I have a new title to add to my collection.
Chief Poop Inspector
You're all jealous of my glamorous life right now I can tell.
Emma and her quirky tummy are driving me to distraction. In an effort to get to the bottom of the problem we went to the GP today - which resulted in a horrific blood collection experience and the auspicious job of me being crowned Chief Poop Inspector (and Collector - but lets not go there) for the next 3 days. The pathology experience was horrible, humiliating and degrading. Emma was hysterical and trying to run away all the while screaming blue murder and the 'helpful' pathology collector was a cow who implied it might be a good idea for us never to darken her door again.
My biggest concern with Emma's tummy problems is that when you combine them with anxiety they make for a slippery slope. When Emma eats - her tummy hurts. So she doesn't eat - but that makes her tummy hurt too. So she keeps not eating. It's a very short ride from there to a type of eating disorder where the goal isn't to be thin it is to try and control anxiety and tummy symptoms. Emma has already lost weight and hasn't grown in ages making her an 18kg, 116cm almost 9 year old (which puts her completely off the growth charts).
In some ways it would be easy if she just outright tested positive for coeliac - then at least we would know where to start. My biggest fear is that this is all behavioural. She had such a meltdown at the pathology place this afternoon - and another one again in the shops. I don't know what to do with her. Is it me? Am I doing a bad job parenting her? Is it all my fault? Or is something wrong with her? If so, is it physical or emotional. One thing I do know is that we had none of this before Murray's brain injury. She has always been a bit highly strung - but nothing like this - she is completely falling apart at the moment.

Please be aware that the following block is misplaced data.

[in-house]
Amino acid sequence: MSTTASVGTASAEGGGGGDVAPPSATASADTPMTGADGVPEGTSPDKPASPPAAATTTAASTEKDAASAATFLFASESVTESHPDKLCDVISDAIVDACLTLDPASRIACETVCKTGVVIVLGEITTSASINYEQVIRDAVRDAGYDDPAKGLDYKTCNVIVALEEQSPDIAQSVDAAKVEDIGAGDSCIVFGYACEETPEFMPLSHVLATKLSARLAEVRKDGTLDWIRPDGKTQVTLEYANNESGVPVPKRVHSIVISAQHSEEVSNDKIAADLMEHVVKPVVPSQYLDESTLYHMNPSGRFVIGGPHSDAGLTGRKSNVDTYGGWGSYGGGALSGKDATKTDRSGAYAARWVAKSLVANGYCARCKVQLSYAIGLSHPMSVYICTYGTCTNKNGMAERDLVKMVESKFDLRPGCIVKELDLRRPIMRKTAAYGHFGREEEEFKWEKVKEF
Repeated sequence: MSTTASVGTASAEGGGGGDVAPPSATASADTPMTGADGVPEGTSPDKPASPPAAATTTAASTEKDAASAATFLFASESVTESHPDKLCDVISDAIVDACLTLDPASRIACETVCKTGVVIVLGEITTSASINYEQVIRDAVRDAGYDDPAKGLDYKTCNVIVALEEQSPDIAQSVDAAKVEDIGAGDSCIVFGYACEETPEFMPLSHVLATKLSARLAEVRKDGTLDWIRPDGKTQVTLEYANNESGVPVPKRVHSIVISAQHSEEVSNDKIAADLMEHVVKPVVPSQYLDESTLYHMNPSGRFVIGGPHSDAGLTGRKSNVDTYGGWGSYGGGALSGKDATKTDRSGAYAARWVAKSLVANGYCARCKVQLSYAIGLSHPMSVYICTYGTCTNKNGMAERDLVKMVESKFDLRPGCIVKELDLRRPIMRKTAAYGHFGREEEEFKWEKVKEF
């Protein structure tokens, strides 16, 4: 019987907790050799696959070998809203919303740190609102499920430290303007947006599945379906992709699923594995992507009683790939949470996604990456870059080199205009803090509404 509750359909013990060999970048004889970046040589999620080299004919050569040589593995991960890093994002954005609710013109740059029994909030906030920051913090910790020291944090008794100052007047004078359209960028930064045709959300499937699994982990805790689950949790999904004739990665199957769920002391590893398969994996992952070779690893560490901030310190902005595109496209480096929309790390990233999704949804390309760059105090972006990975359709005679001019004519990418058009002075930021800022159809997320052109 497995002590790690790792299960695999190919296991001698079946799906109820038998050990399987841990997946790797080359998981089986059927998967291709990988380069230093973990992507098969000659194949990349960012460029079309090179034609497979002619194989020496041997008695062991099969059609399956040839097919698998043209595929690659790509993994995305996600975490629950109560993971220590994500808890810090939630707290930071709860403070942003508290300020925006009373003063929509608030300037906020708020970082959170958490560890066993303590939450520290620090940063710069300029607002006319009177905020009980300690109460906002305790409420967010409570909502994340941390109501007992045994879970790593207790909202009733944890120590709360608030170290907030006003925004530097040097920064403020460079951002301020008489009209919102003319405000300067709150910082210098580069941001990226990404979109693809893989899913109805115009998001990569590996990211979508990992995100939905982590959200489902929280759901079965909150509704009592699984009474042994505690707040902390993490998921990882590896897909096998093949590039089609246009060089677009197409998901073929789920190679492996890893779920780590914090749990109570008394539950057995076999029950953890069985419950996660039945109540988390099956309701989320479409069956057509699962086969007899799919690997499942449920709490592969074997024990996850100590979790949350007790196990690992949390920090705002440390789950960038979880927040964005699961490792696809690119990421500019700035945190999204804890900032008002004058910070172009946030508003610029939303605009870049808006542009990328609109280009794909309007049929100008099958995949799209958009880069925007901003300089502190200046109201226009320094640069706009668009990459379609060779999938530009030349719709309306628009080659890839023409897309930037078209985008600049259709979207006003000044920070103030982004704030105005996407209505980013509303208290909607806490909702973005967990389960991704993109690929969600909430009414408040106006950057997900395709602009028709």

Hopefully we will get some of her test results back in a week but I am really not expecting them to show anything. After that I want to try either the Failsafe Diet or an elimination diet of some sort with her to see if it helps her tummy as well as her behaviour. My friends who do the Failsafe diet with their kids say the behavioural improvements more than make up for any hassle in following the diet. I would love to hear more people's experiences so please leave a comment if you've tried it.
I feel like this afternoon marks Emma's official move from sibling status to special needs status - not in the same league as Ashlea - but definitely not like other kids her age.